Don't Dispose of Trash If You Don't Want to Get It!


Medical Video: Why Don't We Burn Our Trash?

The habit of littering can not only endanger the health of the environment such as the danger of flooding. In fact, the physical health of humans can also be problematic because garbage is scattered everywhere. What are the dangers of littering for health?

Danger of littering

Waste or waste, such as food scraps, plastic, cigarettes, and paper, should be disposed of in the trash. Because, if not, the garbage will accumulate so that it rots and spreads unpleasant odors. Decaying rubbish heaps can also invite flies that will bring bad effects to the health of the body.

Garbage contains bacteria that cause disease

Sampah are piled up and scattered everywhere, especially leftover food waste, usually will rot and become an ideal breeding ground for germs. If flies, cockroaches, or mice touch rubbish and accidentally touch human hands, it becomes one of the ways to transmit germs from garbage to other people. Imagine if a fly or cockroach had just perched on a pile of garbage and then landed on your food. Obviously your food is contaminated with germs. Taking it will make you suffer from various diseases

Here are some diseases that occur due to littering:

  • Hepatitis A

Virus Hepatitis A can spread through garbage. This virus causes acute liver dysfunction. The spread of the hepatitis A virus occurs due to contamination of food and water which is then consumed by healthy people.

  • Dysentery

Dysentery is an inflammation of the intestine that causes diarrhea accompanied by blood or mucus. Diarrhea itself is characterized by frequent soft or liquid bowel movements. This condition is caused by amoeba and bacteria which are mostly found in scattered garbage.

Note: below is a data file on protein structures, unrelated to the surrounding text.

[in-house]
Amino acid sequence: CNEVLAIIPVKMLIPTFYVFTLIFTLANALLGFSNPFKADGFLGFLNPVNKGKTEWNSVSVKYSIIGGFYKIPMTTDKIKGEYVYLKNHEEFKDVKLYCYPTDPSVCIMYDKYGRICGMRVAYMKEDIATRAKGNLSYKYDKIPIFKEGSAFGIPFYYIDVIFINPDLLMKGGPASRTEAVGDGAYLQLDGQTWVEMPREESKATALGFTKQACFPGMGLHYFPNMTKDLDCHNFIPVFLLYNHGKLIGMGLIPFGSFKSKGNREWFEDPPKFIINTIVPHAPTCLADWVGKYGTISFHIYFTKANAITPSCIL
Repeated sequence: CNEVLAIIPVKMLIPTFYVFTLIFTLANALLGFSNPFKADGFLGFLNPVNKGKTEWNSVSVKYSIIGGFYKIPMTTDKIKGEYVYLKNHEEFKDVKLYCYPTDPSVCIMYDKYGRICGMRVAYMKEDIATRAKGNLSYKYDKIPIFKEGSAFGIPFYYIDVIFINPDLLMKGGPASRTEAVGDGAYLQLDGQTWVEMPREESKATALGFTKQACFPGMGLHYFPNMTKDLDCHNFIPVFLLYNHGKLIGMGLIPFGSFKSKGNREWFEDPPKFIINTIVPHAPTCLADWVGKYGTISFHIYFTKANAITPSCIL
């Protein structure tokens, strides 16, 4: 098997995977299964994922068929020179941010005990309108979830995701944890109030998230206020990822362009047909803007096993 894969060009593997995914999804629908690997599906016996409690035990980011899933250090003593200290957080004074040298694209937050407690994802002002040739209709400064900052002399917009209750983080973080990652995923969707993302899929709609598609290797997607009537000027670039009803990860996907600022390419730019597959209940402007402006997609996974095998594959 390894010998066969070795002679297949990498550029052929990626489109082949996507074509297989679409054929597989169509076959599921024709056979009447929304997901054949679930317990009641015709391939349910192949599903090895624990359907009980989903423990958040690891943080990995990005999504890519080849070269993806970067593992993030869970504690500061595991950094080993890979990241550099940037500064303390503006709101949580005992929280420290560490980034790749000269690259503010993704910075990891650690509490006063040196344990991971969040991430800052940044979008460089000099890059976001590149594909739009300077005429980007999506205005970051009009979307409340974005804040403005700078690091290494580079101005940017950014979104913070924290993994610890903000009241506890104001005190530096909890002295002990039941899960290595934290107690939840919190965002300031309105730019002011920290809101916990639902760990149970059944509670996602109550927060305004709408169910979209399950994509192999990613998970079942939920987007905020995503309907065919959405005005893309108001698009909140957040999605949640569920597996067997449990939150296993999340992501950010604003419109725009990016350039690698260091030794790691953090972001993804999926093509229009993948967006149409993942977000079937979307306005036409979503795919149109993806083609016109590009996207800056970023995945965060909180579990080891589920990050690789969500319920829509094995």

Bacteria that cause dysentery can also move to humans after direct contact with bacteria in feces (for example, because they don't wash their hands cleanly after defecation). These bacteria can also spread through contaminated food and drink, or swim in polluted water. This disease is very contagious. If not treated immediately, dysentery can cause severe life-threatening dehydration.

  • Salmonellosis

Salmonellosis is a disease that arises from infection with Salmonella bacteria in the stomach and intestines. Most patients with mild infections will recover within 4-7 days without treatment. Transmission can occur when people eat food contaminated with bacteria (such as eating in the same restaurant). Some people with acute diarrhea are hospitalized for infusion and get antibiotics.

Most Salmonellosis patients live in poor, polluted, and mostly close to garbage-filled environments everywhere. Therefore, the quality of food hygiene can increase the risk of toxic foods and other infections. In addition, you are also at high risk of Salmonellosis if you make contact with an infected person.

  • PES

This disease is caused by bacteria Yersina pestisia which is transmitted by mice and other rodents. Generally, bubonic plague is spread in densely populated areas and certainly has a poor level of cleanliness, aka rubbish is scattered everywhere. Complications of diseases from mice can lead to meningitis, even death.